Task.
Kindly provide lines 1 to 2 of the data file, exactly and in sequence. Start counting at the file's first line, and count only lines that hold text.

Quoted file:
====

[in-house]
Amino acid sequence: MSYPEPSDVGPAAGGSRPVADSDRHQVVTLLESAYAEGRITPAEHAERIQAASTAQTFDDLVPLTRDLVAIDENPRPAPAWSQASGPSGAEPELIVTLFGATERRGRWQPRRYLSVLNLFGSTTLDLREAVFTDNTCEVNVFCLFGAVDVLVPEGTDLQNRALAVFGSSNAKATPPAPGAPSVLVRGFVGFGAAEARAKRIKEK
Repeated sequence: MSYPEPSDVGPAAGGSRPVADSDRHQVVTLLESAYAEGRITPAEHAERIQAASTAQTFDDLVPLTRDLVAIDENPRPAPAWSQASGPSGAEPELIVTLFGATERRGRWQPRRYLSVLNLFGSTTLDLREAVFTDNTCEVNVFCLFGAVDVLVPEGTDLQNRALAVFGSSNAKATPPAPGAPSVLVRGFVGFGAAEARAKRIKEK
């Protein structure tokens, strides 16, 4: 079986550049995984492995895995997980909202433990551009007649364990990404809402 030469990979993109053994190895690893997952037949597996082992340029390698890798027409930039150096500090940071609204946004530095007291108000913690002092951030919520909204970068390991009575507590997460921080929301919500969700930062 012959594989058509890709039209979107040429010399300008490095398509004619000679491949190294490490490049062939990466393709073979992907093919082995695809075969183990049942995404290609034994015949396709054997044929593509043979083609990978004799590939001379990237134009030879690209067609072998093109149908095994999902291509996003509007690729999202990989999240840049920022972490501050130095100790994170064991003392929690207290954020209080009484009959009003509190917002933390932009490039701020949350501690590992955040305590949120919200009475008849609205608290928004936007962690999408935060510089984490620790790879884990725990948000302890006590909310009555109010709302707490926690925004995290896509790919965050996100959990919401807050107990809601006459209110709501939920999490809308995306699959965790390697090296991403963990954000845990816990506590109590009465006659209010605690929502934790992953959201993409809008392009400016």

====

[in-house]
Amino acid sequence: MSYPEPSDVGPAAGGSRPVADSDRHQVVTLLESAYAEGRITPAEHAERIQAASTAQTFDDLVPLTRDLVAIDENPRPAPAWSQASGPSGAEPELIVTLFGATERRGRWQPRRYLSVLNLFGSTTLDLREAVFTDNTCEVNVFCLFGAVDVLVPEGTDLQNRALAVFGSSNAKATPPAPGAPSVLVRGFVGFGAAEARAKRIKEK